Getting started

Plausible Analytics is designed to be self-hosted via Docker. You don't have to be a Docker expert to launch your own instance of Plausible Analytics. You should have a basic understanding of the command-line and networking to succesfully set up your own instance of Plausible Analytics.

NB: If you hit a snag with the setup, you can reach out to us on the forum. If you think something could be better explained in the docs, please open a PR on Github so the next person has a nicer experience. Happy hosting!

Version management

Plausible follows semantic versioning: MAJOR.MINOR.PATCH

You can find available Plausible versions on DockerHub. The default latest tag refers to the latest stable release tag. You can also pin your version:

  • plausible/analytics:v1 pins the major version to 1 but allows minor and patch version upgrades
  • plausible/analytics:v1.2 pins the minor version to 1.2 but allows only patch upgrades

None of the functionality is backported to older versions. If you wish to get the latest bug fixes and security updates you need to upgrade to a newer version.

Version changes are documented in our Changelog. Please note that database schema changes require running migrations when you're upgrading. However, we consider the schema as an internal API and therefore schema changes are not considered a breaking change.


The only thing you need to install Plausible Analytics is a server with Docker installed. For the Plausible Cloud instance we use Digital Ocean (affiliate link) but any hosting provider works. If your server doesn't come with Docker pre-installed, you can follow their docs to install it.

Up and running

1. Clone the hosting repo

To get started quickly, download the plausible/hosting repo as a starting point. It has everything you need to boot up your own Plausible server.

$ git clone
$ cd hosting

Alternatively, you can download and extract the repo as a tarball

$ curl -L | tar -x
$ cd hosting-master

In the downloaded directory you'll find two important files:

  • docker-compose.yml - installs and orchestrates networking between your Plausible server, Postgres database, Clickhouse database (for stats), and an SMTP server. It comes with sensible defaults that are ready to go, although you're free to tweak the settings if you wish.
  • plausible-conf.env - configures the Plausible server itself. Full configuration options are documented here.

2. Add required configuration

The configuration file has placeholders for required parameters. First, add your admin credentials in plausible-conf.env. Next, generate a random 64-character secret key which will be used to secure the app. Here's a simple way to generate one:

$ openssl rand -base64 64

The last step is to enter the BASE_URL for your app. It should be the base url where this instance is accessible.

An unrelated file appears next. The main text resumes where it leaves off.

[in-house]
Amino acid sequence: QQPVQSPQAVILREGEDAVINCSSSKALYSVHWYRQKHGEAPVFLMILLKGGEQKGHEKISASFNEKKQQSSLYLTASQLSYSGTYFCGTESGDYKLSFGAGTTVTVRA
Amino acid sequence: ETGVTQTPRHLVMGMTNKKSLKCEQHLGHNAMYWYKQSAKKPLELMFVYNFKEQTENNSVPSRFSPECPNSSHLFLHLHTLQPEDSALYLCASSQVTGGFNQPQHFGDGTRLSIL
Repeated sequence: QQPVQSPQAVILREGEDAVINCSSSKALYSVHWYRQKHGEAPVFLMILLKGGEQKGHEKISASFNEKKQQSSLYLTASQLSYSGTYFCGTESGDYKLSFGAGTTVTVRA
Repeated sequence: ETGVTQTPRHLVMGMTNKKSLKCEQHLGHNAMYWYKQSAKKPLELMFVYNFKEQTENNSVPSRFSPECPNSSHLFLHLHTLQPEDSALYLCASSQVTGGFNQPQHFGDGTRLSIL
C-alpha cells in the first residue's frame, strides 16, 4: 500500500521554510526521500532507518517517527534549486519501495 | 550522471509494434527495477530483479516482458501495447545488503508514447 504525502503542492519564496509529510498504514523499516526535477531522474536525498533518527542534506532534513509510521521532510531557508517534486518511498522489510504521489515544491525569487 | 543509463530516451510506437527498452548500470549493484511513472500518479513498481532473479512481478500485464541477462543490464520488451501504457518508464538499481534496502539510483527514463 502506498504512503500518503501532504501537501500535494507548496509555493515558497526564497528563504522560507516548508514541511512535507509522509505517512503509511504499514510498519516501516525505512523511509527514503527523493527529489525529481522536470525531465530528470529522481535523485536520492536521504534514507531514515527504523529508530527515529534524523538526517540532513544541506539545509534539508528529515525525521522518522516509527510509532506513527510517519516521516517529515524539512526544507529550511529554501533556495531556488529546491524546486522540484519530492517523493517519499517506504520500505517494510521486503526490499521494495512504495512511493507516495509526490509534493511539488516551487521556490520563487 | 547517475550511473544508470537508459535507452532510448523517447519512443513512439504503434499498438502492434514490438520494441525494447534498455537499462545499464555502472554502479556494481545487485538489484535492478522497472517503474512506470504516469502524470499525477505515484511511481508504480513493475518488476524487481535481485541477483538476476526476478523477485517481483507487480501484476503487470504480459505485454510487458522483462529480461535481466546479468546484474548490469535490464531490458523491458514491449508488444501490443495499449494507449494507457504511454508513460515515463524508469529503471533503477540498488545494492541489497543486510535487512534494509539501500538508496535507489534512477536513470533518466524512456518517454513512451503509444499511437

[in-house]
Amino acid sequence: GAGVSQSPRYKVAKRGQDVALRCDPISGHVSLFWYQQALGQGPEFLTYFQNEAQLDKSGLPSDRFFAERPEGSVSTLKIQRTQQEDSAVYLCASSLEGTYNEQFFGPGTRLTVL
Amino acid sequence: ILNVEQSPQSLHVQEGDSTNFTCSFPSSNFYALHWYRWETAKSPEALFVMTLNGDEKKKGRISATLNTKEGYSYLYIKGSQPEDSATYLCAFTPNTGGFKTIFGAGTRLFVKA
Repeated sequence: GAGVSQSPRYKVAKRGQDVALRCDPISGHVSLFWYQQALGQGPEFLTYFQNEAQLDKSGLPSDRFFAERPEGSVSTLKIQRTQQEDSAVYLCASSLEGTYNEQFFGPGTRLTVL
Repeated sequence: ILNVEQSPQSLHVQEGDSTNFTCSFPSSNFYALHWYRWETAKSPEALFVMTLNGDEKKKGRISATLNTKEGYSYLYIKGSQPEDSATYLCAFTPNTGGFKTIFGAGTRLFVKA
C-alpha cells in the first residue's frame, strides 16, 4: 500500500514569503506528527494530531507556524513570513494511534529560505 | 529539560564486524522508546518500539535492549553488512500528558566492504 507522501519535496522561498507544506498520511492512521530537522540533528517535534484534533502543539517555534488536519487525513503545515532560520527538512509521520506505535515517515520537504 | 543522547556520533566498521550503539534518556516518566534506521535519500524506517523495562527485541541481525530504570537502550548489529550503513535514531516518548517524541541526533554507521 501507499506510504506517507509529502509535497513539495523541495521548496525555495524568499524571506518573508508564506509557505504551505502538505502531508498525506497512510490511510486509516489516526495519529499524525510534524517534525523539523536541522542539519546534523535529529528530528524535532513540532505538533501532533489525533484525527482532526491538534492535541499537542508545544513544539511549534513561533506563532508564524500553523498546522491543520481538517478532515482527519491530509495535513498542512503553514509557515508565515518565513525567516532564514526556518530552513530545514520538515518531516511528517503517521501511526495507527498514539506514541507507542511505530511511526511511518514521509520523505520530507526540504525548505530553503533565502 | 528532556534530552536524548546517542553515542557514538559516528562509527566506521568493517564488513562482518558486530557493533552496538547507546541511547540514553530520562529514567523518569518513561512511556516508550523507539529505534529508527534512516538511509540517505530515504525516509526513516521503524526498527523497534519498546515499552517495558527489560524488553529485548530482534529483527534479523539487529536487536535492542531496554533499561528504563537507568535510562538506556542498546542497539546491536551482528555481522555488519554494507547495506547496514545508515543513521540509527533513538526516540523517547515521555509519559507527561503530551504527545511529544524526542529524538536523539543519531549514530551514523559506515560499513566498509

3. Start the server

Once you've entered your secret key base, base url and admin credentials, you're ready to start up the server:

$ docker-compose up --detach

When you run this command for the first time, it does the following:

  • Creates a Postgres database for user data
  • Creates a Clickhouse database for stats
  • Runs migrations on both databases to prepare the schema
  • Creates an admin account (which is just a normal account with a generous 100 years of free trial)
  • Starts the server on port 80

You can now navigate to http://{hostname}:80 and see the login screen.

Something not working? Please reach out on our forum for troubleshooting.

The Plausible server itself does not perform SSL termination (yet, feel free to contribute). It only runs on unencrypted HTTP. If you want to run on HTTPS you also need to set up a reverse proxy in front of the server. We have instructions and examples of how to do that below.

Optional extras

At this stage, you should have a basic installation of Plausible going. With some extra configuration, you can add functionality to your instance:

1. MaxMind geolocation database

Plausible uses the GeoLite2 database created by MaxMind for enriching analytics data with visitor countries. Their end-user license does not make it very easy to just package the database along with an open-source product.

This is why, to get country data for your analytics, you need to create an account here. Once you have your account details, open the geoip/geoip.conf file and enter your GEOIP_ACCOUNT_KEY and GEOIP_LICENSE_KEY. Then, combine both the base docker-compose file with the one in the geoip folder:

$ docker-compose -f docker-compose.yml -f geoip/docker-compose.geoip.yml up

The geoip/docker-compose.geoip.yml file downloads and updates the country database automatically, making it available to the plausible container.